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Grantham Journal letter: Pennine Way link must be built – where are all the contributions?




The railway bridge to connect Pennine Way to Great Gonerby continues to be a condition of the original planning permission given for the Poplar Farm estate in 2009 when I attended the planning meeting.

It took until May 2011 for the section 106 [developer contribution] agreement to be finalised on the basis that an average levy of about £14,000 per house was to be collected to raise over £7m for the railway bridge to be commenced when the 750th house was completed and sold

The actual contributions vary according to the agreement and range from £1,554 for the first 600 houses to over £15,700 per house for the final 300 or so houses.

Letters (8835878)
Letters (8835878)

With the new school taking in the region of £4m of the contributions, the council’s Infrastructure Delivery Plan (in page 31 of the document) declared that the railway bridge is at risk because contributions are insufficient to deliver the link.

The council’s record of dealing with Network Rail on bridges and relief roads is not too good but the importance of the Pennine Way link remains as strong now as when the Poplar Farm estate was approved.

Can we please have an explanation from SKDC or Lincolnshire County Council as to what is happening about the bridge and to all those contributions that were supposed to make it happen?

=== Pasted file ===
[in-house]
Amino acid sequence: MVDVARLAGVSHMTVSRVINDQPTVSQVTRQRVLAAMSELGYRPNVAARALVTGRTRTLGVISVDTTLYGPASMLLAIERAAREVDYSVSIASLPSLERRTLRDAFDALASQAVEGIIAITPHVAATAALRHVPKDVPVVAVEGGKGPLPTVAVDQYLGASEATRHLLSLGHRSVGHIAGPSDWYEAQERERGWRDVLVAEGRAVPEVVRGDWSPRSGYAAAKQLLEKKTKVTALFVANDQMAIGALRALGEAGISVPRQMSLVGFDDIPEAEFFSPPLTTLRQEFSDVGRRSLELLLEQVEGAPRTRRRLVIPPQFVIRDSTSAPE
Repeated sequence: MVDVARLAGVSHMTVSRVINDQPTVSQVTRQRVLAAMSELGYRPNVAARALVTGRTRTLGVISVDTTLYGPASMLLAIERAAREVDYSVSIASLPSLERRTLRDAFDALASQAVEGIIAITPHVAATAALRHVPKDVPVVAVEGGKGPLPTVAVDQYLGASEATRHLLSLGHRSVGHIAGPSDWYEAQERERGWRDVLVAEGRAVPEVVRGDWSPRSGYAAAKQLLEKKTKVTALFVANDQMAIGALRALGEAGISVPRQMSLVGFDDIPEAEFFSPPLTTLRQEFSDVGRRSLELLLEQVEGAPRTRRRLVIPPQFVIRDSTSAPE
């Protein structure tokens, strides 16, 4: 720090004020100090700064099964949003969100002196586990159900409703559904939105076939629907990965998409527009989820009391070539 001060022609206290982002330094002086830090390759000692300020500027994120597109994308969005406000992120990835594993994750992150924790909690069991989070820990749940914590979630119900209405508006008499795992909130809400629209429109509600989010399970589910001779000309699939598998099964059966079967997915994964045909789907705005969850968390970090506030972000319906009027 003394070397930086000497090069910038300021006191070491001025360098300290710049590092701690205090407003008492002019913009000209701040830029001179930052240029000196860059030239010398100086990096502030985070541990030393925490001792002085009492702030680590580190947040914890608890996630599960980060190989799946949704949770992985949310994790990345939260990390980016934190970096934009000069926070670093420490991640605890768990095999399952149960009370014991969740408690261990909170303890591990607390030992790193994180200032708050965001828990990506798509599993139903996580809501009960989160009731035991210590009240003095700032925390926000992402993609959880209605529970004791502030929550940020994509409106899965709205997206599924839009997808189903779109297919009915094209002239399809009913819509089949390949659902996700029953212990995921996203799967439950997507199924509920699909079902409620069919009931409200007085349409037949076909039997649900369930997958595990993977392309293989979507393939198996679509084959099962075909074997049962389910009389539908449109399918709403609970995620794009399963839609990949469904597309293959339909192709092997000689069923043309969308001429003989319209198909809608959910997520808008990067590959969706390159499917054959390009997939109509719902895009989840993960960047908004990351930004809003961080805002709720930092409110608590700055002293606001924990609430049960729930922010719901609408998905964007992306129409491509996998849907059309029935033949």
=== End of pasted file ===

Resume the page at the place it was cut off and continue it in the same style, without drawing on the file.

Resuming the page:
At no point over the years have I seen a planning application to change or amend the original section 106 conditions.

Even if the 1,800 or so houses which received planning permission are not built I understand the bridge still has to be built by the landowner/s yet it all seems a bit of a grey area.

The SKDC Local Plan has lots of fine words to say about improving transport options including an efficient and safe transport network.

The Pennine Way link was always intended to be part of the network. What is going to happen? At current house building rates when can we expect to see the construction of the railway bridge started and has anybody agreed it all with Network Rail?

No doubt the £7m estimated cost of the bridge in 2009 has gone up a bit by now. Did somebody think about this when the section 106 numbers were finalised in 2011?

If there are insufficient funds going to be generated from the Poplar Farm estate perhaps the Rectory Farm estate could contribute?

Without the connectivity provided by a Pennine Way bridge, was the original Muddle Go Nowhere named pub an inspired choice?

Courtney Finn

Chairman, Grantham Civic Society



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